Disabilities Act (ADA), Family and Medical Leave Act (FMLA)
interference, and retaliation. (Doc. 4, ¶¶ 13-35).
courts have “long recognized and enforced a liberal
federal policy favoring arbitration agreements.”
Dish Network L.L.C. v. Ray, 900 F.3d 1240, 1243
(10th Cir. 2018) (citing Howsam v. Dean Witter
Reynolds, 537 U.S. 79, 83 (2002)). Arbitration should be
compelled “unless it may be said with positive
assurance that the arbitration clause is not susceptible of
an interpretation that covers the asserted dispute.”
United Steel, Paper & Forestry, Rubber, Mfg., Energy,
Allied Indus. & Serv. Workers Int'l Union v. Phillips
66 Co., 839 F.3d 1198, 1204-05 (10th Cir. 2016) (quoting
United Steelworkers v. Warrior & Gulf Nav. Co.,
363 U.S. 574, 582-83, (1960)). “The question whether
the parties have submitted a particular dispute to
arbitration i.e. the ‘question of arbitrability' is
‘an issue for judicial determination [u]nless the
parties clearly and unmistakably provide otherwise.”
Howsam, 537 U.S. at 83 (quoting AT & T
Tech., Inc. v. Comms. Workers, 475 U.S. 643, 649 (1986))
(original emphasis omitted).
motion to compel arbitration calls for a two-step inquiry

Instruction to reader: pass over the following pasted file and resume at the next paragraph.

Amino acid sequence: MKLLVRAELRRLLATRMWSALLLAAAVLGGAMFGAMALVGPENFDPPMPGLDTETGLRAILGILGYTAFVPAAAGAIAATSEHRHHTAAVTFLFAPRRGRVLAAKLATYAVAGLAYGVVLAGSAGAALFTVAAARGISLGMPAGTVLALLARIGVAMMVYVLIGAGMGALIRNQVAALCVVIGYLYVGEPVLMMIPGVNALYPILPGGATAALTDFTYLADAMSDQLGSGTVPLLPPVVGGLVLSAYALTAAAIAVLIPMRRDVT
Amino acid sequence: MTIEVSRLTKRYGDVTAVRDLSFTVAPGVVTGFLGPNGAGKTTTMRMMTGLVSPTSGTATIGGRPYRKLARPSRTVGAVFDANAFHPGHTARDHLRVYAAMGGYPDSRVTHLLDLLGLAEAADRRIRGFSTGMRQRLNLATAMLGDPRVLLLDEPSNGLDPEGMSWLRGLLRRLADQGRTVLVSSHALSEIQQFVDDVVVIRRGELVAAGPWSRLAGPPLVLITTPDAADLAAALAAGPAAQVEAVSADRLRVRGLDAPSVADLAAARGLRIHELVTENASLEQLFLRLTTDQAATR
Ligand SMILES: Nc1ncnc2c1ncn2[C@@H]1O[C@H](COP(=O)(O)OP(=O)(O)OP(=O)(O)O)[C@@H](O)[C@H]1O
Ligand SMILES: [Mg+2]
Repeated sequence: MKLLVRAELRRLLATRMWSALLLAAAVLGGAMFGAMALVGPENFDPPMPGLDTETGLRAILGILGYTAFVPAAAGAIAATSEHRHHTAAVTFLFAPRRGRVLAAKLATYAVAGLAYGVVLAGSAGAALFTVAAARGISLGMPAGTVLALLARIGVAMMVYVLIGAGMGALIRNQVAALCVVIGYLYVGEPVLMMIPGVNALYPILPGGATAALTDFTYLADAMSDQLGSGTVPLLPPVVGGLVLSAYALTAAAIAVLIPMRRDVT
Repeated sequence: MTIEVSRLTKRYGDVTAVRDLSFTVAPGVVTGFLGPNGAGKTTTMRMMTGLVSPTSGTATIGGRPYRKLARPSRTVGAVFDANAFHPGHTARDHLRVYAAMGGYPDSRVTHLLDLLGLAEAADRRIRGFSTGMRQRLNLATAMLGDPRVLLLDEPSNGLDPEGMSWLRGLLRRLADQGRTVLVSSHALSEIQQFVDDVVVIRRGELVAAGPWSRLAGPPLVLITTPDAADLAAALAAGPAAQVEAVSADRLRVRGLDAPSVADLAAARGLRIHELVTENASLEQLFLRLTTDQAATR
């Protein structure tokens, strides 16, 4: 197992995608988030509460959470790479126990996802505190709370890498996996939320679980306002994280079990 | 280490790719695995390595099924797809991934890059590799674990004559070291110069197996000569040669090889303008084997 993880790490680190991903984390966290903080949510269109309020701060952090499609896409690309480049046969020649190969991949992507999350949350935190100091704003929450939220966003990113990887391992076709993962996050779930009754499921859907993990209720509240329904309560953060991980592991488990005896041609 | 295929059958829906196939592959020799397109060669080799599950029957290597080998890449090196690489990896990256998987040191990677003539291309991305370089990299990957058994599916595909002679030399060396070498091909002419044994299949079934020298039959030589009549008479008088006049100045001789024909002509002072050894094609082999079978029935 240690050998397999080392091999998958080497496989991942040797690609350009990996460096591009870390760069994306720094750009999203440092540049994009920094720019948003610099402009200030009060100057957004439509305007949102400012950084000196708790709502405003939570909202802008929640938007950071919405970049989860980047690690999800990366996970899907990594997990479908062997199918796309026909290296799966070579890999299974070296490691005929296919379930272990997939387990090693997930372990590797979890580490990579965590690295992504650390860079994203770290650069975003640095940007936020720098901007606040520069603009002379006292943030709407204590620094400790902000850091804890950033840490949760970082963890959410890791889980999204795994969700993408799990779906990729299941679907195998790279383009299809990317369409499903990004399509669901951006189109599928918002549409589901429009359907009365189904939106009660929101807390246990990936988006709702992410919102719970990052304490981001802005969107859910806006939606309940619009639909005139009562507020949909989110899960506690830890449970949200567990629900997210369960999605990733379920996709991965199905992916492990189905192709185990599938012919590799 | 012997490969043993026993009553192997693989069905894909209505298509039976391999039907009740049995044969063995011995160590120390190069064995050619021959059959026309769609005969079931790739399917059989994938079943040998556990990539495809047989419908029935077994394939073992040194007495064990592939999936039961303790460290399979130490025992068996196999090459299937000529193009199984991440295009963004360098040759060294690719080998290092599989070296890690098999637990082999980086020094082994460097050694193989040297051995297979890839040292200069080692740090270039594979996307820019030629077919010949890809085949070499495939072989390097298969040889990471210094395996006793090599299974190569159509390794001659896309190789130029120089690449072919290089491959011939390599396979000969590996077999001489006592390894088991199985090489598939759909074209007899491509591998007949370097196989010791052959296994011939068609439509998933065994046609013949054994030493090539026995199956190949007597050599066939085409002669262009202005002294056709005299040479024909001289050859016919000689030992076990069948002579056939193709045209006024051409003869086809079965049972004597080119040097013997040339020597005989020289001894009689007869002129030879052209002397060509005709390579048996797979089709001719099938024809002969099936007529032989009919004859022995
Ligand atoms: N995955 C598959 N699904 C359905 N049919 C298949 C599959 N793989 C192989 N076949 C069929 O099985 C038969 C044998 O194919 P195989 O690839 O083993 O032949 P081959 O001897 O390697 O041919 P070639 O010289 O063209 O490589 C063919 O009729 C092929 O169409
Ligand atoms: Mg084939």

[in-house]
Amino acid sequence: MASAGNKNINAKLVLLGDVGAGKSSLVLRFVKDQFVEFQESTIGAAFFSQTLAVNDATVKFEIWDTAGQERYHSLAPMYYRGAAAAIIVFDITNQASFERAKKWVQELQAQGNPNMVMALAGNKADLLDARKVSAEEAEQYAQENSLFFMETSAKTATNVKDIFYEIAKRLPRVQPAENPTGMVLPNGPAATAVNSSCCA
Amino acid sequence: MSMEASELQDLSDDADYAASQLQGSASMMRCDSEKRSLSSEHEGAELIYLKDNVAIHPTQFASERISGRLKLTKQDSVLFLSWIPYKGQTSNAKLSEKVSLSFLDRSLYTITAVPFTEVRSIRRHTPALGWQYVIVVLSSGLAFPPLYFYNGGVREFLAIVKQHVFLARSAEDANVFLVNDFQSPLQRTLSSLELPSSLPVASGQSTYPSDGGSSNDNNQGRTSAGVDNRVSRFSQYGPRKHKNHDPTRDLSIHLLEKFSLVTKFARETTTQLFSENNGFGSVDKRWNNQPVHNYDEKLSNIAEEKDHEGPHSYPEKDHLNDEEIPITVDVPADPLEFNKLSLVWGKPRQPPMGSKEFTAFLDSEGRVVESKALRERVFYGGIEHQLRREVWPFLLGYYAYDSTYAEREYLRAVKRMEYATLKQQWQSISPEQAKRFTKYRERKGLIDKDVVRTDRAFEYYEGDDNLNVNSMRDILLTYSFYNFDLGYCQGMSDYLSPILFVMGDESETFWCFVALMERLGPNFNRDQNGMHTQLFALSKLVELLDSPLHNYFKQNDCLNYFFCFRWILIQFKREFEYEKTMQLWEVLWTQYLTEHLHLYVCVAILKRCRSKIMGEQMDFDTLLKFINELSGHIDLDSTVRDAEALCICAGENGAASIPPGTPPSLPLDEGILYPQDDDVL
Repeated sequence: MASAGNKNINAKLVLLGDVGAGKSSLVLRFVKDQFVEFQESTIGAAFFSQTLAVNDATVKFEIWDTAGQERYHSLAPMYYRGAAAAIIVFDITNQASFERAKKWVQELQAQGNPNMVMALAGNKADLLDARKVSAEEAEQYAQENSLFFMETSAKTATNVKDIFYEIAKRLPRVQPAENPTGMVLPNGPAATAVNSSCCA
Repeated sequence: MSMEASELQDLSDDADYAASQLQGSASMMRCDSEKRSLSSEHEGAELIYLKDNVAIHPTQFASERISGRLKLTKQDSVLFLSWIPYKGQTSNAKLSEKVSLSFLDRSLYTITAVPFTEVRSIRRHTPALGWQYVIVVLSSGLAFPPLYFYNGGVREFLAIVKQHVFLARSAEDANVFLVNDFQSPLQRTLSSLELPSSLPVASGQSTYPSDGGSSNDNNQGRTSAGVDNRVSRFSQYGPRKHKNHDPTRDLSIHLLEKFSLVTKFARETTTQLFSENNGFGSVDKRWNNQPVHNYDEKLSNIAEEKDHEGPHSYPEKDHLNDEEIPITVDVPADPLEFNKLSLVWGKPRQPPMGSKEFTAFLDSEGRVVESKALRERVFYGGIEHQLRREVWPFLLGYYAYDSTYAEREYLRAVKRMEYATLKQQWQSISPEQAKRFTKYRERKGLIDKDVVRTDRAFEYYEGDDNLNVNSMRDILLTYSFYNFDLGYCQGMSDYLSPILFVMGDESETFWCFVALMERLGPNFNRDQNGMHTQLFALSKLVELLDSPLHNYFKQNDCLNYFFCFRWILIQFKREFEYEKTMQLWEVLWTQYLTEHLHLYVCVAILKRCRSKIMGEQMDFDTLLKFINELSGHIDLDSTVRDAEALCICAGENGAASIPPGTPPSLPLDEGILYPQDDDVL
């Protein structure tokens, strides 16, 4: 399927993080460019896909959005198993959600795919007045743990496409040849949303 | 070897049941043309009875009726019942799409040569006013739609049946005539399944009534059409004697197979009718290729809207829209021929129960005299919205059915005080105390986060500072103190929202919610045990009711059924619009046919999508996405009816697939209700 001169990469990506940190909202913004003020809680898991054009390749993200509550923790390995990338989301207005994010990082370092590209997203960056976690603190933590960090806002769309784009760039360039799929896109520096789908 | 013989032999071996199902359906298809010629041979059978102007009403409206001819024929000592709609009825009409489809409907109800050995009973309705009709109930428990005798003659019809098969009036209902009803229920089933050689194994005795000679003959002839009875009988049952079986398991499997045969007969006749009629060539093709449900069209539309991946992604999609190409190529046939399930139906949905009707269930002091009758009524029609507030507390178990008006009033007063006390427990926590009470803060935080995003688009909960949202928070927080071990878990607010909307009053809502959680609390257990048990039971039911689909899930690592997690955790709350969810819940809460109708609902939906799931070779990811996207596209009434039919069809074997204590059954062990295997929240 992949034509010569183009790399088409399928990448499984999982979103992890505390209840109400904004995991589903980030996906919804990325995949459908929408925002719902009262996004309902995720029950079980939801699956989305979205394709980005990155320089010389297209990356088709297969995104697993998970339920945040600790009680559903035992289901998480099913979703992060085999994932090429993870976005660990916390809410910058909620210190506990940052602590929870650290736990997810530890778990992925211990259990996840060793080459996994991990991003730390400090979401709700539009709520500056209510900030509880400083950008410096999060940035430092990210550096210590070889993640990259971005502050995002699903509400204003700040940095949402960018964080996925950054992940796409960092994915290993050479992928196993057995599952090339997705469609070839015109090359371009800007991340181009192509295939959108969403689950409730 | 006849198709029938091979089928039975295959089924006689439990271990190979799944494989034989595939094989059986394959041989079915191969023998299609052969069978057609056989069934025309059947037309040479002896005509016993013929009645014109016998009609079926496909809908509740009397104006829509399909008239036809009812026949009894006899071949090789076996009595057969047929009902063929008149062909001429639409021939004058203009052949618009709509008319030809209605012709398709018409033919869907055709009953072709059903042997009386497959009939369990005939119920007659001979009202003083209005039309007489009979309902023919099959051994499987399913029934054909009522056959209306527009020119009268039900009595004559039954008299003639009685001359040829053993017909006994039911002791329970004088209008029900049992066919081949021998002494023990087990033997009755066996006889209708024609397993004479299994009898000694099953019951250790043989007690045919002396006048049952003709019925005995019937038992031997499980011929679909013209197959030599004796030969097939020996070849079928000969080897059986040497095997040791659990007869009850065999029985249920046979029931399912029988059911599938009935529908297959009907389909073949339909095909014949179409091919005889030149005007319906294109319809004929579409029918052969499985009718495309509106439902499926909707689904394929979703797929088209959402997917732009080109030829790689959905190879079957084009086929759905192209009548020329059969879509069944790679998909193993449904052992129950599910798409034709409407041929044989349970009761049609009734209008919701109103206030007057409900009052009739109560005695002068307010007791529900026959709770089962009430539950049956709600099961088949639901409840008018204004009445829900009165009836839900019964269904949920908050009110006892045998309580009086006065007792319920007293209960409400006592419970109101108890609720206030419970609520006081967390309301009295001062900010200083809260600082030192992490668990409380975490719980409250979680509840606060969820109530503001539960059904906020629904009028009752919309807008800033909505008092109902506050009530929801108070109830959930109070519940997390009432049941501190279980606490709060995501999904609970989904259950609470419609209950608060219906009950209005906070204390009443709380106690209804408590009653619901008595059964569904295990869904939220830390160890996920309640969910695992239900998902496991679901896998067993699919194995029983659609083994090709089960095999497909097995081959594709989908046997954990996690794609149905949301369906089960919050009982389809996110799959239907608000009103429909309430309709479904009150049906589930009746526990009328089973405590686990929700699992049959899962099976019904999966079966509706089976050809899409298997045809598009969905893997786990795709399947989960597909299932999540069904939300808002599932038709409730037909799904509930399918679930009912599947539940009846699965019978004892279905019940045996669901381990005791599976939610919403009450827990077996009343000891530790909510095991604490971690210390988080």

regarding the arbitrability of the dispute. AT & T
Techs. Inc., 475 U.S. at 649. First, the Court must
determine whether there is a valid arbitration agreement.
Id. Plaintiff concedes that she executed the
arbitration agreement voluntarily and did not exercise her
option to opt out of the arbitration agreement. (Doc. 16 at
1). The FAA provides that written arbitration agreements
“shall be valid, irrevocable, and enforceable, save
upon such grounds as exist at law or in equity for the
revocation of any contract.” 9 U.S.C. § 2. The
Supreme Court has described the FAA as reflecting the
“fundamental principle that arbitration is a matter of
contract, ” and so an arbitration agreement is
enforceable “on equal footing with other
contracts.” Rent-A-Ctr., W., Inc. v. Jackson,
561 U.S. 63, 67 (2010). The final phrase of the FAA § 2,
often referred to as the “saving clause, ”
“permits agreements to arbitrate to be invalidated by
generally applicable contract defenses, such as fraud,
duress, or unconscionability, but not by defenses that apply
only to arbitration or that derive their meaning from the
fact that an agreement to arbitrate is at issue.”
AT & T Mobility LLC v. Concepcion, 563 U.S. 333,
339 (2011). In the present case, plaintiff has made no claim
and offered no evidence of a contract defense that would
invalidate the Agreement. In fact, plaintiff signed an
express acknowledgement of her understanding that she could
“opt-out” of the Agreement and the Agreement was
“not a mandatory condition of employment.” (Doc.
13 at 9).
second step in determining the arbitrability of a dispute
requires the Court to determine whether the particular
dispute falls within the scope of the Agreement. AT &
T Techs. Inc. 475 U.S. at 649. Neither party disputes
that plaintiff's claims “arise out of or relate
to her employment” and fall within the scope of the
Agreement. (Doc.13 at 10). According to the Agreement, the
parties agreed “to resolve any formal dispute through
arbitration instead of litigation.” (Doc. 13 at 9).